6 Mental Tips to Survive Tough Hikes

By Heather

Just because hiking is so much fun doesn’t mean it’s not incredibly hard at times. In fact, I’d say that most of the time, it’s pretty hard. It’s hard to get up at 3:30 on a Saturday morning instead of staying in bed and reading while you sip coffee. It’s hard getting to the trail head in the dark and it’s cold and windy and you’d rather just stay inside your car and stay warm. Steep uphills are hard, downhills are hard, choking down those dry Clif bars is hard.

That’s personally what I love about hiking. The harder the hike, the more adversity there is to overcome, the sweeter the reward. Little moments on the trail propel me forward: A great view that might be even better in a half mile. There’s a promise of seeing wildlife, like bighorn sheep, deer or bobcats. Those little things are enough for me when I want to give up and go home. They tell me to keep going, there’s more up ahead.

But still, it’s hard.

Over the years, I’ve come up with a few ways to mentally survive hikes that are tough for various reasons, whether it’s length, steepness, elevation gain or all of the above.

Five hiking mental survival tips

mt whitney trail

Looking up can be discouraging – especially when you’re looking at something that is well below your goal, as in this case. That is definitely not Mt. Whitney up there. You have to go w-a-a-a-a-a-a-y past that. Now, stop looking up!


1. Don’t look up. I once found it fun to look up at my destination, if I could see it, and realize that’s where I was going to be in a few hours. It still is, but continuing to look up and check your progress as you hike is only going to make you feel like giving up because you’ll find that you’ve rarely made as much progress as you think. A watched summit is never reached. Or something like that.

Keep your eyes and focus on the immediate area around you and enjoy the journey instead. You’ll get there.


2. Hike in the dark. This isn’t for everyone, but if you can stomach it, hike with a headlamp for a few hours. The mental advantage of hiking before dawn is that you can’t easily gauge your progress (unless it’s a very familiar trail). You have no choice but to focus on your immediate surroundings. Starting in the dark also means that you’re almost guaranteed a lovely sunrise. And on loop hikes, hiking the first part in the dark is great because the scenery on the way down is all new to you. Score.

3. Count. I’ve made counting a game in all sorts of ways, depending on how tough things are:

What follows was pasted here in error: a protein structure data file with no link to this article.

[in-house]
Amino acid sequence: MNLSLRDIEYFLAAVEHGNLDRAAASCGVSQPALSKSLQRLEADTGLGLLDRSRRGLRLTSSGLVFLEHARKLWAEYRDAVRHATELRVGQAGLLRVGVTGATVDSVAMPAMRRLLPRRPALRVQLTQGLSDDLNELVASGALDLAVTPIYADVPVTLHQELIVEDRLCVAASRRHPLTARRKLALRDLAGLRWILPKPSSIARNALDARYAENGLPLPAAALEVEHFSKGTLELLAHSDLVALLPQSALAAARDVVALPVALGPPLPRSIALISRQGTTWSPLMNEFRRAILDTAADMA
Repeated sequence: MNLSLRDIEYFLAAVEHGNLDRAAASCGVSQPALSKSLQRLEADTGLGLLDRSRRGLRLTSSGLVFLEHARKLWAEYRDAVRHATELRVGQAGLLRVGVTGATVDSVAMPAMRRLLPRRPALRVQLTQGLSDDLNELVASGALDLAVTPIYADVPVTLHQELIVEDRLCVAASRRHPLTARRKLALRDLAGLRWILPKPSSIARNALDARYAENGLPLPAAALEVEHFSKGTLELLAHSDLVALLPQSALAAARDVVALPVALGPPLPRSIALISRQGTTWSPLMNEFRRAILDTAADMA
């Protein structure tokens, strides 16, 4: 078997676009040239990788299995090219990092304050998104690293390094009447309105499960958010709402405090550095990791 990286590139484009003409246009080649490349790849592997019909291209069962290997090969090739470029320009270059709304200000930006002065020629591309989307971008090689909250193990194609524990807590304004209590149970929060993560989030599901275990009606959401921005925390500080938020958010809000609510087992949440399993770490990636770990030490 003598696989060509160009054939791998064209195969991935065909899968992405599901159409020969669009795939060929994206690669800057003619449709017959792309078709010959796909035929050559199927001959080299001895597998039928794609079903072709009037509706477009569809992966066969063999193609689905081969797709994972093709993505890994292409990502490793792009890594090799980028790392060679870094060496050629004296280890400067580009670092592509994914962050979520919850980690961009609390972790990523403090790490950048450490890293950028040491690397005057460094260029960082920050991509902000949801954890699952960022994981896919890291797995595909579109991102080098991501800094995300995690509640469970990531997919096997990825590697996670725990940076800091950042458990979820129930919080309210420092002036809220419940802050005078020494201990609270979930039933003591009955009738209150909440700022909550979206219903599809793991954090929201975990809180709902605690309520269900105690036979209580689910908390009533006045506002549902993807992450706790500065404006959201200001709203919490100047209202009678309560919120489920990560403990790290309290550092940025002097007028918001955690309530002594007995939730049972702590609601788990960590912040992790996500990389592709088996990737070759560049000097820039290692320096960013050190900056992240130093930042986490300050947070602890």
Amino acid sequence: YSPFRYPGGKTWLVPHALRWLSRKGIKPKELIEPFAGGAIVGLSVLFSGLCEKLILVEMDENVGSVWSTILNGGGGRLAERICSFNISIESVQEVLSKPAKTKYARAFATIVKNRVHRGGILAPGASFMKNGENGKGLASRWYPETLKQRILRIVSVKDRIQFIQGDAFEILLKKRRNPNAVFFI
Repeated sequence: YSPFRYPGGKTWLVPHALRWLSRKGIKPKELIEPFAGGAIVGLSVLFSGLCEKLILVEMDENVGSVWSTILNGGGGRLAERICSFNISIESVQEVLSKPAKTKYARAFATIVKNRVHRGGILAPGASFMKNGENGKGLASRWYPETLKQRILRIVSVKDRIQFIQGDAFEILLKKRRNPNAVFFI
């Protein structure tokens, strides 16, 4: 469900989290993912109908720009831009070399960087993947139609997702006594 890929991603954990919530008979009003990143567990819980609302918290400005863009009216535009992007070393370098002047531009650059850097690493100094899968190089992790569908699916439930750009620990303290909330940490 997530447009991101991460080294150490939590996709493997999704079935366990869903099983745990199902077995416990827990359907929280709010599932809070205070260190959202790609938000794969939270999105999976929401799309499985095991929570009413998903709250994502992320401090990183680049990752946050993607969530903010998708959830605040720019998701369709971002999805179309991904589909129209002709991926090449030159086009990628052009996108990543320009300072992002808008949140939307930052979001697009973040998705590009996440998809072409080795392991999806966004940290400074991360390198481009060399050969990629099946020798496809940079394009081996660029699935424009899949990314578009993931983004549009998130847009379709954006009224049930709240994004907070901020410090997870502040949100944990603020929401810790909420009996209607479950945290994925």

• If I’m trying to make it to a certain point, such as the junction on Gorgonio, I’ll keep my head down and count to 500, then look up and see where I am.
  • I count switchbacks and am slowly amassing a mental list of switchback counts on the peaks around here. Nothing feels like progress to me more than counting a bunch of switchbacks.
  • Sometimes I’ll just count steps for the sake of counting and see how high I can go.

Counting is a way I’ve found to take my mind off the difficulty of what I’m doing and stay focused on moving forward instead of thinking about giving up. You can count things other than steps, too: Chipmunks, boulders, leaves, whatever makes it interesting for you.

4. Think about your hike in sections. As with any venture with a long road ahead, it helps to think about it in individual stages rather than the end goal. Richard Deutsch does this in One Best Hike: Climbing Yosemite’s Half Dome, and it made the hike seem so much easier. Instant convert. Now, even on my regular hikes, I think in sections and have been known to name some of them if they don’t have proper names.

cucamonga peak

5. Mentally prepare. Not everyone prepares for things mentally in the same way. Darren and I are a great example of this. I can handle any challenge thrown my way as long as I have time to mentally get ready and I know what to expect. Surprises do not excite me. You really should see my face when I get to a trail marker and learn that I have a half mile more to go than I was led to believe. I’ve been known to quit hikes when that happens.

Darren, on the other hand, gets psyched out knowing the challenges ahead and wants to handle them as they come. For him, learning that there are 750 steps on the Mist Trail was not motivating information; my response is more like “Okay, 750 steps? Yes! Let’s do this!

Find a method of getting mentally ready that works for you and keeps you fired up.

6. Suck on hard candies. Jolly Ranchers and Werther’s are amazing on the trail. Whenever I hit a hard stretch and feel myself start to drag, I have some water and pop a candy in my mouth. The candy shifts my focus, gives an energy boost and it also keeps my mouth from getting dried out.

What are your mental survival tips and tricks? We could always use more ideas!